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by Lewis Huxley

4 Apr 2011


Amongst the praise for King of the World came a perceptive comment from Toni Morrison. “By using the Clay-Liston battle as a pivot and placing Muhammad Ali in an accurate social context, Remnick constructs a narrative very much like Ali himself: astute, double-hearted, irresistible. He is so completely in charge of his craft that it becomes an art.”

Biographies are often shunned by criticism, regarded as a resort of easy virtue. There is undoubtedly craft to presenting one’s life in writing: accurate articulation of events and characters in the subjects’ life; understanding the subjects’ standing and importance in their profession. But it is rare for biographical writing to be considered ‘art’. So how does King of the World differ?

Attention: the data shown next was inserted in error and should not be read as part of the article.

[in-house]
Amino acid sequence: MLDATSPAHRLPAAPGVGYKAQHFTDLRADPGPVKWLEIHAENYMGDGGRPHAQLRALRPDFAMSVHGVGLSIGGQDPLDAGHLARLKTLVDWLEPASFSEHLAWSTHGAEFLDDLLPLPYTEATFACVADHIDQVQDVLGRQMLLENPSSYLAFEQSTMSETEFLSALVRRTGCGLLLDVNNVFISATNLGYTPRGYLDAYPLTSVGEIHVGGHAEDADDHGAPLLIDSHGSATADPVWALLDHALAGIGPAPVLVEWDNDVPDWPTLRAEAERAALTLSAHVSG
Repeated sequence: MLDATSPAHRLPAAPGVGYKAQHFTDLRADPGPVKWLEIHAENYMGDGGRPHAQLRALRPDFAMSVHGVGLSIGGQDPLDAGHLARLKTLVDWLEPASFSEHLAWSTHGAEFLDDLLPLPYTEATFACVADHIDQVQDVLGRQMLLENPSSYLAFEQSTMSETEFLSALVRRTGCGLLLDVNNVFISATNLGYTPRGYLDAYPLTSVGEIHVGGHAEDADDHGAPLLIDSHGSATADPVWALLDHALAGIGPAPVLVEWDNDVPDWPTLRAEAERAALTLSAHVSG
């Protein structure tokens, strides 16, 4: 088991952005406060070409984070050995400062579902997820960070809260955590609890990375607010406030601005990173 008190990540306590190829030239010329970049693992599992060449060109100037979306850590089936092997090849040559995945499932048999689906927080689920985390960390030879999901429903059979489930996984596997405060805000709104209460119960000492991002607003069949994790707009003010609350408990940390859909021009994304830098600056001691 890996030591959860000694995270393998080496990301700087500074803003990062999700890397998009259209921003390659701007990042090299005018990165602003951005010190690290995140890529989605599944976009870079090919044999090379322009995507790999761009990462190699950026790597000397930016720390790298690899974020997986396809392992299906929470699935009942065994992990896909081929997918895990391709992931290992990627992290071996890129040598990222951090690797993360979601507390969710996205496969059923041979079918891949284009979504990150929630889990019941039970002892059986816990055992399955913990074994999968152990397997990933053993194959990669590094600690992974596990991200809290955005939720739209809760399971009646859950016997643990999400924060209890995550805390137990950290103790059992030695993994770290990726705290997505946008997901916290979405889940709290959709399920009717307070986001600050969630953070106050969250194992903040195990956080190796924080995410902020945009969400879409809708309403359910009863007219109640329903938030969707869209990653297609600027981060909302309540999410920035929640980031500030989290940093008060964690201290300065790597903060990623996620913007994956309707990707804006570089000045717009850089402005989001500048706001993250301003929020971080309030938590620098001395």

//Mixed media
//Blogs

The Bubblegum Noir of ‘2064: Read Only Memories’

// Moving Pixels

"Read Only Memories is a bubblegum-happy, brooding and brutal noir about kidnapping, murder, corruption, revenge, and corporate conspiracies.

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